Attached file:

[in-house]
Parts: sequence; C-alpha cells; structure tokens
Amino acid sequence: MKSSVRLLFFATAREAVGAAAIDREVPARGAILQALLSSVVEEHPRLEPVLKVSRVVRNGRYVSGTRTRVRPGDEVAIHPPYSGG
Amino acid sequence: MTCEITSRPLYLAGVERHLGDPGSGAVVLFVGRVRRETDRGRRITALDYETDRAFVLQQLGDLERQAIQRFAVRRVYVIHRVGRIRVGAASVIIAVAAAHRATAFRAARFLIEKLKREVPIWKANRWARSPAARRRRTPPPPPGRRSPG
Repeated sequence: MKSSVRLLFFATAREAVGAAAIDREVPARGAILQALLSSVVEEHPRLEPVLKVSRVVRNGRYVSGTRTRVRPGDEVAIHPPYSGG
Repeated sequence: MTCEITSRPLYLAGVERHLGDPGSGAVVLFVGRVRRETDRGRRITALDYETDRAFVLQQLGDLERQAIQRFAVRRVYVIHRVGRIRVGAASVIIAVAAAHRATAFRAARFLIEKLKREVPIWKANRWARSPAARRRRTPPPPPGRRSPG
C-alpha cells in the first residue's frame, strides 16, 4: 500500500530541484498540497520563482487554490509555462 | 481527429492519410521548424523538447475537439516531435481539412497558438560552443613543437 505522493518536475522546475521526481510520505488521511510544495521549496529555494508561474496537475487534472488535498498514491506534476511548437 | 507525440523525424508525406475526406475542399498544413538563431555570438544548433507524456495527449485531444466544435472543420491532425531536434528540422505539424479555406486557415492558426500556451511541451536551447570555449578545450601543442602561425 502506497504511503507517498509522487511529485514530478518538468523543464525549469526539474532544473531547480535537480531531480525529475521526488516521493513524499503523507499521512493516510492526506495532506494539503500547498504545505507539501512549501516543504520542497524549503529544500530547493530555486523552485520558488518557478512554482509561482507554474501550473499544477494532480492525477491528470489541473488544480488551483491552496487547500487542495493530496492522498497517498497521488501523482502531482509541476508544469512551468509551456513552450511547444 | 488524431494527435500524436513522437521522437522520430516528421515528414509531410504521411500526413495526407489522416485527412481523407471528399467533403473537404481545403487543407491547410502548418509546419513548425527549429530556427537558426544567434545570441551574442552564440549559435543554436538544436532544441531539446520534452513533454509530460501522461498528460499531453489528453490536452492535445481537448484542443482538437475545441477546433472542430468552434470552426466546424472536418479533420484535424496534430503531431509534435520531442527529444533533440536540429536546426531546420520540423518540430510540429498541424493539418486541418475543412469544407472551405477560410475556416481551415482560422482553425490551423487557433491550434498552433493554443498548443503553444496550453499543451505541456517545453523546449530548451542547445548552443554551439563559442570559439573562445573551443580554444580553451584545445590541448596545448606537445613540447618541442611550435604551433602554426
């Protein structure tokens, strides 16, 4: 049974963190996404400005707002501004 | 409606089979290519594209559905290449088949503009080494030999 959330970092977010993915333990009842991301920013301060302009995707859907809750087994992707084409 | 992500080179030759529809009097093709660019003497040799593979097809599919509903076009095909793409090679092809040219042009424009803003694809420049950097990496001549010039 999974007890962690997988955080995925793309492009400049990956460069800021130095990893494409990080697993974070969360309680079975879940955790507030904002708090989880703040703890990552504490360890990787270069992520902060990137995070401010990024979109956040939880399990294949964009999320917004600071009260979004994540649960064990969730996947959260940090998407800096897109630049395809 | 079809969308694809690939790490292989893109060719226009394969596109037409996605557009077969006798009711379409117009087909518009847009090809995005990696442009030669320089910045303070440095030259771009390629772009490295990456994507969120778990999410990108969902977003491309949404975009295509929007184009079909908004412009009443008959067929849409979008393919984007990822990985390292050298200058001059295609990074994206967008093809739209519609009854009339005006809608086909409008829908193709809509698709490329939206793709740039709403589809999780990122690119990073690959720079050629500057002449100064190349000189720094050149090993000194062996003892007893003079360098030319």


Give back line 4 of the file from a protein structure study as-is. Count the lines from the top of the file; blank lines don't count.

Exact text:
Amino acid sequence: MTCEITSRPLYLAGVERHLGDPGSGAVVLFVGRVRRETDRGRRITALDYETDRAFVLQQLGDLERQAIQRFAVRRVYVIHRVGRIRVGAASVIIAVAAAHRATAFRAARFLIEKLKREVPIWKANRWARSPAARRRRTPPPPPGRRSPG